• If the obtained value is less than the critical value in the table, the null hypothesis can be accepted as the best explanation for any observed differences.

Alternative tests that do not make assumptions regarding the distribution:

  • Wilcoxon Signed Ranks  (as alternative to paired samples t-test)
  • Mann-Whitney U test (as an alternative to between subjects t-test)


ANOVA (Analysis of Variance) is a parametric test (see samples and population).

It is used to determine whether there are any statistically significant differences between the means of two or more independent (unrelated) groups.

One of the advantages of using ANOVA over a t-test is that it can be scaled up to more complex research design, for instance if you need to compare three levels of variable (rather than two), e.g. to test whether exam performance differed based on test anxiety levels amongst students, dividing students into three independent groups (e.g., low, medium and high-stressed students).

One-way design: e.g. language development of being in pre-school for 5, 10 or 20 hours per week. 

  • The treatment variable here is the number of hours in school (grouping or between groups). There are 3 levels 5, 10 and 20 hours (i.e. 3 possibilities)
  • Language development is the outcome measure.

Factorial design (is a more complex design): e.g. there is more than one treatment factor e.g if we also look at gender differences in the above example. You would have a matrix table e.g 3 x 2. There will be 6 possibilities now in this situation.


Number of hours of pre-school participation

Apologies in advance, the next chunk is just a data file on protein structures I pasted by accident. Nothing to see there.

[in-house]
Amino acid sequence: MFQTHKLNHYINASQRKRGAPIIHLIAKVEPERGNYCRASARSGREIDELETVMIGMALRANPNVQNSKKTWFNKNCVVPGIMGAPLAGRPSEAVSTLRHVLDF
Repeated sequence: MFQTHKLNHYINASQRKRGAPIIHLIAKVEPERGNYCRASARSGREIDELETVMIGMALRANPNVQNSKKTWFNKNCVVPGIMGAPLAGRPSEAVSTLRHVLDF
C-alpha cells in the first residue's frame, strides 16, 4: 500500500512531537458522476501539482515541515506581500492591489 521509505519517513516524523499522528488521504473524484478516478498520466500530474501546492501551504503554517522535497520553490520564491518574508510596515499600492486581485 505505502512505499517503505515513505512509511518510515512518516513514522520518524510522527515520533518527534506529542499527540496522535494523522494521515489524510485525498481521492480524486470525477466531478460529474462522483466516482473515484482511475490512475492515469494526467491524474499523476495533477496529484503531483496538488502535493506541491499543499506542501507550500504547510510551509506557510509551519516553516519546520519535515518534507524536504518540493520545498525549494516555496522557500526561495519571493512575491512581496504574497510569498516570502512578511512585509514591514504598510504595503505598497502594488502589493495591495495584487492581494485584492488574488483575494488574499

Group 1 (5 hours)

 Group 2 (10 hours)

 Group 3 (20 hours)


 Language   development test score 

 Language   development test score 

Language development  test score 


Language development  test score 

Language development  test score 

Language development  test score 

e.g taken from Salkind N.J. (2017) Statistics for people wh (think they) hate statistics. 6th edn. London: SAGE (p.246)


The test statistic for ANOVA is the F-value

It is a ratio of the variability among groups to the variability within groups (i.e. The variance between groups divided by the variance within groups.

Between subjects - where you are comparing one variable for several groups

Within subjects - where you are comparing the values of several variables for one group


Interpreting the F-value:

  • Work out the F value
  • Determine the number of degrees of freedom for the numerator and the denominator
  • Locate the critical value on F-Table by reading across to locate the degrees of freedom of the numerator and own to locate the degrees of freedom for the denominator.. The critical value is at the intersection of these two values.
  • If the obtained value is greater than the critical value (tabled value) the null hypothesis (that the means are equal to one another) is not the best explanation for any observed differences.
  • If the obtained value is less than the critical value, then we can accept the null hypothesis as being the best explanation.

Alternative distribution-free test alternatives to ANOVA:

  • Kruskal-Wallis
  • Friedman